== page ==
Eamonn Sweeney: Lagerback close to Iceland miracle
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Anyone peddling the line that the Republic of Ireland's spiritless World Cup qualifying campaign is excusable because 'we just don't have the players' should ponder the heroic campaign of Iceland.
Seeded sixth out of six before Group E began, Iceland currently lie in second place, a point ahead of Slovenia. And with their next game a home tie against bottom-placed Cyprus on October 11, they have a very decent chance of making the play-offs.
While we were timidly submitting to Sweden and Austria, Iceland put themselves in contention by coming back from 4-1 down to draw 4-4 against group leaders Switzerland in Bern and then beating Albania 2-1 at home.
This is unaccustomed territory for the land of sagas, volcanic islands and Bjork. Iceland have never qualified for the finals of a major tournament, hardly surprisingly given that the country's population of 323,180 means it's got about 200,000 less of a pick than Cork. The shortage of footballing population is such that the country holds the unique record of playing a father and son in the same international match, Arnor Gudjohnsen being replaced by his son Eidur in a 1996 friendly against Estonia. In the qualifiers for the last European Championships, the team won one match out of eight in their group.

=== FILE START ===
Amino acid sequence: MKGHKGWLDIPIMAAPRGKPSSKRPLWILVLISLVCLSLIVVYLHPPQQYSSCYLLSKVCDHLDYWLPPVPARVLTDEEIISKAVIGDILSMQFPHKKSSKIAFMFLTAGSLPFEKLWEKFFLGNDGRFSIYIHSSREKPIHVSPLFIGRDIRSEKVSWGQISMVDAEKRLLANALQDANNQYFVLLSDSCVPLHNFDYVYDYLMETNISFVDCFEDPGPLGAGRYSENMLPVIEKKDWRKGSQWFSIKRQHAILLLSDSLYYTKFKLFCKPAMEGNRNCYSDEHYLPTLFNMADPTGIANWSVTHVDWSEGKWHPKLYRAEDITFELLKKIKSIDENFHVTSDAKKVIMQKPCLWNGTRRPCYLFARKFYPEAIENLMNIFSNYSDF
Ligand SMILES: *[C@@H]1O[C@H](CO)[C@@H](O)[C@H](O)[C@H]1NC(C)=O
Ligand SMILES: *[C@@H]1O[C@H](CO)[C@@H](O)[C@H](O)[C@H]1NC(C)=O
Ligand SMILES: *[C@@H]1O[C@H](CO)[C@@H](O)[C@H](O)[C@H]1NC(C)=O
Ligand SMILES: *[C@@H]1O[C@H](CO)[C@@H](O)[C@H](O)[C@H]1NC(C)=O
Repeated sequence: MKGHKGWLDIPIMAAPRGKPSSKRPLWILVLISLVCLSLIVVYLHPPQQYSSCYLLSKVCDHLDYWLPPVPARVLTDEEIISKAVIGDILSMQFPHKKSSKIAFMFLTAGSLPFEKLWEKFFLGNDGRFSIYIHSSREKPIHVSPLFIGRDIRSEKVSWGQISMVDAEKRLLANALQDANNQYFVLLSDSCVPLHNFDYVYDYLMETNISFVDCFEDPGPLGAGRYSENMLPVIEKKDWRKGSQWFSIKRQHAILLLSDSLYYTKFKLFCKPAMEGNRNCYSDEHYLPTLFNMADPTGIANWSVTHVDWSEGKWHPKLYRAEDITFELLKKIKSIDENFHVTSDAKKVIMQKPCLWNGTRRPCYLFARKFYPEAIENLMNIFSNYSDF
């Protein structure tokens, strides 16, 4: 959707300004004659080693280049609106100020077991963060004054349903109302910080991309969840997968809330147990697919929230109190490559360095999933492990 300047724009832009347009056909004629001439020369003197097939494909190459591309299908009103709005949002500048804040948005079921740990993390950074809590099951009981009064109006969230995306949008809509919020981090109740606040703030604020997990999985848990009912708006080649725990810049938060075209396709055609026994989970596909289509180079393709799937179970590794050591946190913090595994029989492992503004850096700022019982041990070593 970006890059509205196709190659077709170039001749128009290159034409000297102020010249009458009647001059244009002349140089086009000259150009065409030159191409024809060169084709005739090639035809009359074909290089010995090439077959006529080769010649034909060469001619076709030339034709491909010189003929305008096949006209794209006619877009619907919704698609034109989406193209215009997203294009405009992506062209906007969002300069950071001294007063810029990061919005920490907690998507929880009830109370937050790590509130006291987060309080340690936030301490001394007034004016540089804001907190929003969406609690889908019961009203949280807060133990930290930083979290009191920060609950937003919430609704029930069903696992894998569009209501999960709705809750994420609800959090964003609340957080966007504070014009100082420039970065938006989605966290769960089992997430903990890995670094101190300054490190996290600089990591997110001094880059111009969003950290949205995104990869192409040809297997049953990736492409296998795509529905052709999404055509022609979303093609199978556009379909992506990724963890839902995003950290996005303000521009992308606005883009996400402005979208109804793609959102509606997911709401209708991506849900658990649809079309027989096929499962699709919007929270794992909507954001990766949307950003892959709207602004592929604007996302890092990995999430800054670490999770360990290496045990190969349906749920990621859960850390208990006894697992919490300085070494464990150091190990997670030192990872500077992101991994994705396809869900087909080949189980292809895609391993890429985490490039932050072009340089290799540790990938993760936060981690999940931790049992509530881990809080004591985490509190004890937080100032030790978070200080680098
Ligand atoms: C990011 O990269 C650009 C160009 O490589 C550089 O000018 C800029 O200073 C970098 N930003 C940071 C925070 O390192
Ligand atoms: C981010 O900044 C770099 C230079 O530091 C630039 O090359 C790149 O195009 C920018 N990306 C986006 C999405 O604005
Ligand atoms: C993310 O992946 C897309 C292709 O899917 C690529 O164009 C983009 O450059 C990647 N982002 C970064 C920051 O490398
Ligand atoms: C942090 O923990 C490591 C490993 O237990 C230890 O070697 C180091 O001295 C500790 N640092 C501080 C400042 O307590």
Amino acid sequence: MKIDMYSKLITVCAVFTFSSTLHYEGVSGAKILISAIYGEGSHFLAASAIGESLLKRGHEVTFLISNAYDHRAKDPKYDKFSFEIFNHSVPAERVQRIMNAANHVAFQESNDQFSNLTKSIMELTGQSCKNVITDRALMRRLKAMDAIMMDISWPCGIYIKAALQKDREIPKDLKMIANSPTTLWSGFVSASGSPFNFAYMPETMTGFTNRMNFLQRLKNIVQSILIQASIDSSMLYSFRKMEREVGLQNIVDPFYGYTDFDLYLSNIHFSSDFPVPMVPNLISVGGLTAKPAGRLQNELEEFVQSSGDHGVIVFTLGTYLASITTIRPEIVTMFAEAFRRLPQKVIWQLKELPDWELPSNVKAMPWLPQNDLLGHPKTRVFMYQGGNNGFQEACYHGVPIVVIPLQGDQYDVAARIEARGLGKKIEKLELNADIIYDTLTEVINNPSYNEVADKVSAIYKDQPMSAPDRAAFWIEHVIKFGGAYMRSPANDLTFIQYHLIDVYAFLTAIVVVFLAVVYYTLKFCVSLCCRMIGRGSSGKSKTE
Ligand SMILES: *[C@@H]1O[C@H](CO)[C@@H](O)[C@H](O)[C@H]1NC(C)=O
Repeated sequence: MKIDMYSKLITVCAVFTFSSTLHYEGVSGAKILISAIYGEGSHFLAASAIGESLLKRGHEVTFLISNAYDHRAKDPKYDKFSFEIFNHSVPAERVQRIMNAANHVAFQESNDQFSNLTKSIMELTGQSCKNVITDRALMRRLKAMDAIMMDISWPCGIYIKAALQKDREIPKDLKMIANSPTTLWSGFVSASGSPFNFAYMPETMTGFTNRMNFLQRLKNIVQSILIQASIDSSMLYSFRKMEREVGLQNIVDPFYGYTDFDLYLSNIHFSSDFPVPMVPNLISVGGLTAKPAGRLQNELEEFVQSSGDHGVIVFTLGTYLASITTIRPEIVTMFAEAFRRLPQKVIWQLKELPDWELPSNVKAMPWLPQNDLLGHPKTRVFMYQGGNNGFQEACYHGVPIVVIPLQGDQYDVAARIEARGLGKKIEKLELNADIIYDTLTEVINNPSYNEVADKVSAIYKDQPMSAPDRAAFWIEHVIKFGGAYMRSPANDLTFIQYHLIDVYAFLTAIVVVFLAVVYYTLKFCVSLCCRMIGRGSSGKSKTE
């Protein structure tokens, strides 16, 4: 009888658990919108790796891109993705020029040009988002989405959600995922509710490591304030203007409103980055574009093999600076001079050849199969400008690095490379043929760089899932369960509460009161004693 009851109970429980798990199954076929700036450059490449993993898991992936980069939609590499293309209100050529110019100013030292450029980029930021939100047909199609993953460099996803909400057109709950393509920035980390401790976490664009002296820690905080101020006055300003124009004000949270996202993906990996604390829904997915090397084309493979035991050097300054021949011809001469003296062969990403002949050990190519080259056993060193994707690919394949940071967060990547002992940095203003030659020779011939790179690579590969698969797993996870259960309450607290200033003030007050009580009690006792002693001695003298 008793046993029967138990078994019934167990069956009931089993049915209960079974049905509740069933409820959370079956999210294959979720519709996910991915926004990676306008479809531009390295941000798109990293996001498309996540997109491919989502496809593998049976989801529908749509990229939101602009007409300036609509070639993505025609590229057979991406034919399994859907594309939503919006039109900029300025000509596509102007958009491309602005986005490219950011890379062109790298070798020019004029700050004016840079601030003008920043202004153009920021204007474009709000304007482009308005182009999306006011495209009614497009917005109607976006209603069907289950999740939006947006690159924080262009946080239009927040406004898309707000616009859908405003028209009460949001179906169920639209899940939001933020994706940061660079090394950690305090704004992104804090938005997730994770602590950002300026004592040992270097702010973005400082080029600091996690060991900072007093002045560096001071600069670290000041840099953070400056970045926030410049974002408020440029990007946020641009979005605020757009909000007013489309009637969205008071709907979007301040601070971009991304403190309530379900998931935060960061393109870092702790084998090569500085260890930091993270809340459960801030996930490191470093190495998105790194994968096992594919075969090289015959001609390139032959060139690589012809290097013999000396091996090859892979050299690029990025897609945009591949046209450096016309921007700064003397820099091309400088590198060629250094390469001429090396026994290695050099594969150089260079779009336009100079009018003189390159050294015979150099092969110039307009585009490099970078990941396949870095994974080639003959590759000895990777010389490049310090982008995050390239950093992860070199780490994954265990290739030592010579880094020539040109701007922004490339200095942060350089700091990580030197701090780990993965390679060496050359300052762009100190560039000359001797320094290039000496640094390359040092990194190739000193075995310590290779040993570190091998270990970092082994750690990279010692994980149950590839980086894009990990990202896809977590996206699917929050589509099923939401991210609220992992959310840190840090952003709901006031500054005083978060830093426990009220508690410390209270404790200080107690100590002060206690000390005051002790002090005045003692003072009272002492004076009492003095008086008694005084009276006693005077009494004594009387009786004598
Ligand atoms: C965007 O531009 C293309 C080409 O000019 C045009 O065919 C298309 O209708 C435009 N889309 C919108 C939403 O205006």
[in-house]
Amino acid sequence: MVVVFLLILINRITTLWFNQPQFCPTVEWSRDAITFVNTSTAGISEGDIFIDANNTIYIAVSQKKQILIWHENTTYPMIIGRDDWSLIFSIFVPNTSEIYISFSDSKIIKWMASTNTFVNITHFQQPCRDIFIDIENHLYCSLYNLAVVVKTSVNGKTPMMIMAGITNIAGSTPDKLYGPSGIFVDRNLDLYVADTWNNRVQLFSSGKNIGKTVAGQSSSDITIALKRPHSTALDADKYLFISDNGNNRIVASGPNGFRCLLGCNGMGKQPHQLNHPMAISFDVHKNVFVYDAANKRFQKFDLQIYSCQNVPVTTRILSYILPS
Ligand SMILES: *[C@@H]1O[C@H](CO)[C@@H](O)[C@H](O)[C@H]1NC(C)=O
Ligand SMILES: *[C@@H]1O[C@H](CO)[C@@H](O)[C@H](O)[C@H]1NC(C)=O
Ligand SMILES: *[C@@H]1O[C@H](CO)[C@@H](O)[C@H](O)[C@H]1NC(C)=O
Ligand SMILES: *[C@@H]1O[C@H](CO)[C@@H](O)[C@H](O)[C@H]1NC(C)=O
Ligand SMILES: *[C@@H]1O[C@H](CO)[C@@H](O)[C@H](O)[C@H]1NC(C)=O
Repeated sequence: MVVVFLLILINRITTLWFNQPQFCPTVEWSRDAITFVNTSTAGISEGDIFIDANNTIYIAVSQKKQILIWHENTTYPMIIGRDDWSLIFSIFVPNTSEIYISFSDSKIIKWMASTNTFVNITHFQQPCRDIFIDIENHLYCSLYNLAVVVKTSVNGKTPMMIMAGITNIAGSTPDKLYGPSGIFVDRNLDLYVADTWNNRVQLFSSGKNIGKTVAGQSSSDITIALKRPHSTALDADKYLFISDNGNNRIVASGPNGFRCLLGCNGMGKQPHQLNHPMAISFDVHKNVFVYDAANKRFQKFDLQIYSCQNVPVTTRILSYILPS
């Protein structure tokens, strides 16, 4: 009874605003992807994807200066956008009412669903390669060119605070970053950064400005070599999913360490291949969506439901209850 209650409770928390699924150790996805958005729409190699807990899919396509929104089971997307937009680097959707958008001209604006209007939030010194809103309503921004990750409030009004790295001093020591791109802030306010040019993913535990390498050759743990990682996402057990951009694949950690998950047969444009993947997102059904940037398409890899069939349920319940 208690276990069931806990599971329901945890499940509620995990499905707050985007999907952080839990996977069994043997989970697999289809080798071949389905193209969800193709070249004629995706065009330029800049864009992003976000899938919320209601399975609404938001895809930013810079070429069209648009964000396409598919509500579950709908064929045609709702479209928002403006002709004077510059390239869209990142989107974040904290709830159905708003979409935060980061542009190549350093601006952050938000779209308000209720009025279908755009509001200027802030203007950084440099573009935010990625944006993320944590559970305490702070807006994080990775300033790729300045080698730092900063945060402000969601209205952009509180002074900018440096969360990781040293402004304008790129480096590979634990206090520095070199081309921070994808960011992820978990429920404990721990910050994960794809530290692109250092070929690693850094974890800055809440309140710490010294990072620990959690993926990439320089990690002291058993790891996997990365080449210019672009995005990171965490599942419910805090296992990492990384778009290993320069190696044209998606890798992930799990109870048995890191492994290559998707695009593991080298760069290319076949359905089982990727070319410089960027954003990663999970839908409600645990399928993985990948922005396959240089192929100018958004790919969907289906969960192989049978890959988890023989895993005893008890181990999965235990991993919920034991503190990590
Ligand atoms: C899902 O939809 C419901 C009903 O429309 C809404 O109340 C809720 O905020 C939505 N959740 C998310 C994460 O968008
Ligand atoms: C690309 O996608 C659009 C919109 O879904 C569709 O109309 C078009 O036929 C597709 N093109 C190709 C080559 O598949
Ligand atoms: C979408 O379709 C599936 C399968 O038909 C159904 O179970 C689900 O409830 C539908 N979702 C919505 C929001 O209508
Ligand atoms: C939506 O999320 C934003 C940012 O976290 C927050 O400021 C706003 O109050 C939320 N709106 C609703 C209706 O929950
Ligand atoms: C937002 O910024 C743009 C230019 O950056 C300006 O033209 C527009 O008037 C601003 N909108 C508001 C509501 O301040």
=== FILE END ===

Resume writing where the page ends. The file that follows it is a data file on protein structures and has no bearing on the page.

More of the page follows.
Yet here they are with Rio a distinct possibility, the change in their fortunes perhaps epitomised by their lying two points ahead of a Norway team which finished 12 points clear of Iceland in the European Championships.
Gudjohnsen Junior is still there, 17 years after his debut, along with players who ply their trade with such giants as KR Reykjavik, SK Brann, Odense BK, SonderjyskE and Rotherham United. Gylfi Sigurdsson of Spurs is their biggest name and the only player holding down a first-team slot at a major club. Hat-trick hero against Switzerland Johann Berg Gudmundsson, an unsuccessful trialist at Chelsea, Fulham and Coventry City who's now with mid-table Eredivisie outfit AZ 67, is more typical.
How has the miracle happened? Well, as always the manager has a lot do with it. After their disastrous European Championships campaign, Iceland decided to think big and appointed Lars Lagerback as boss. Were the FAI to appoint Lars Lagerback the airwaves would no doubt turn blue from irate callers wondering why they'd given this nobody the job.
In fact, few managers have been as adept at getting teams to major tournaments as Lagerback who qualified Sweden for the 2002 and 2006 World Cups and 2000, 2004 and 2008 European Championships, three of these qualifications taking place when he was joint manager with Tommy Soderberg. If he doesn't work the same trick this time at the very least he'll have come much, much closer than anyone predicted when Iceland began their campaign as the 121st-ranked team in the world, behind Azerbaijan, Liechtenstein and the Faroe Islands.
Just because you don't have the players doesn't mean you have to throw in the towel.